Two Kobelco SK500LC-9 excavators fitted with Rammer hydraulic hammers are the latest additions to the heavy machinery fleet operated by brothers Lou and Micheal Bevilacqua of Pescatore Constructions, Victoria’s oldest sewer and drainage contractor.
Founded by their grandfather, Michele Pescatore, in 1961, the business has gone through quiet periods and times of unprecedented demand — and is currently in a stage of rapid expansion.
“Heading into 2015 things really started to pick up, providing us with the need to expand in order to meet demand,” says Micheal, the construction and logistics manager of the company the brothers bought 30 years ago. “As a result we have recently purchased a number of new large machines.”
A key feature in Micheal’s decision to introduce the new 48-tonne Kobelco SK500LC-9 excavator into the fleet was the machine’s new ECO mode, which has the potential to reduce fuel consumption by up to 21 per cent.
“After doing the sums on fuel consumption with the Kobelco SK500LC-9 compared with other machines, we discovered that our operating costs could be dramatically reduced,” Micheal says. “”When combined with the reliability we have experienced with other Kobelco machines in our fleet, it made for a smart investment.”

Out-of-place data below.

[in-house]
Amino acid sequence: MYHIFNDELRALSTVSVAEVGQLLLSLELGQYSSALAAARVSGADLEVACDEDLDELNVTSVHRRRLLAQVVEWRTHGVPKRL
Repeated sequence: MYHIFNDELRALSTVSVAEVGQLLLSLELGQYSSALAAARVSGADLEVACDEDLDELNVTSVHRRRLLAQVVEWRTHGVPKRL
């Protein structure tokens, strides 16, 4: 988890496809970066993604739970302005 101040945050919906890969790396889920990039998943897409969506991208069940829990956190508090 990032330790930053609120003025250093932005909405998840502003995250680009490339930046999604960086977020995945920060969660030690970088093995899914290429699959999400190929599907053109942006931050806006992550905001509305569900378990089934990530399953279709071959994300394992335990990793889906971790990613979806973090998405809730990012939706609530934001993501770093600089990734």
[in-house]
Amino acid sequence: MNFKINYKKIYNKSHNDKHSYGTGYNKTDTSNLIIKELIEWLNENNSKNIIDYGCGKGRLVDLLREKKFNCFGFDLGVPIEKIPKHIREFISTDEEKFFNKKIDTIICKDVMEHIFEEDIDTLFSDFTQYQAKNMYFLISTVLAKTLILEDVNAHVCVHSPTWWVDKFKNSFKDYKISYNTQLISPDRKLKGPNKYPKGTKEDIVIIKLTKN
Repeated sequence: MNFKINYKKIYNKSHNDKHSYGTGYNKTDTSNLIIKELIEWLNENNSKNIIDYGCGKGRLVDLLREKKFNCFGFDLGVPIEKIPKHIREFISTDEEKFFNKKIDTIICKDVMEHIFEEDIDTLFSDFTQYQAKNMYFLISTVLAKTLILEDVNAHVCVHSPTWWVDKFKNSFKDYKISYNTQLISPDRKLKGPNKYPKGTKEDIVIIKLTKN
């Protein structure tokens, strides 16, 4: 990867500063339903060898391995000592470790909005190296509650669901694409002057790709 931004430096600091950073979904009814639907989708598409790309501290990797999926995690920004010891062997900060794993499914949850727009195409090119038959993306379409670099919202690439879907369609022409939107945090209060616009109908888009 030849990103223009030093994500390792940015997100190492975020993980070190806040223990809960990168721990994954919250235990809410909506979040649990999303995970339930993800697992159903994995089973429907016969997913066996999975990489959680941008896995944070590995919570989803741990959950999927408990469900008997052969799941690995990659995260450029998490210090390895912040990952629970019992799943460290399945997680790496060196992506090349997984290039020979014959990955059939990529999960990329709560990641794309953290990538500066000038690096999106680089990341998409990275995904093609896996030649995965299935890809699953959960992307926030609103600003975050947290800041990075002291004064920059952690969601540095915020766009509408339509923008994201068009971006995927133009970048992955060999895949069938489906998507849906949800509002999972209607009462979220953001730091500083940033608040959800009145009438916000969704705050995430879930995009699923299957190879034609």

The SK500LC-9 also has a ROPS low-vibration cab with high suspension mounts filled with silicone oil that reduce heavy vibration when traveling and hammering.
“The ground we work with is about 60 per cent rock and 40 per cent clay,” Micheal says. “The rock work is hard on the machines and we need strong gear that can withstand the vibration.
“You find that when doing lots of repetitive rock breaking over time, cracks can start to appear in the boom and other problems can arise,” he says, adding that they are yet to see this after more than a decade of running Kobelco equipment.
Pescatore Constructions now has 10 Kobelco machines in its fleet and has recently bought another 35-tonne Kobelco 350LC-8 from Victorian Kobelco dealer Melbourne Tractors. Micheal says they will use it for trenching, rock breaking and backfilling.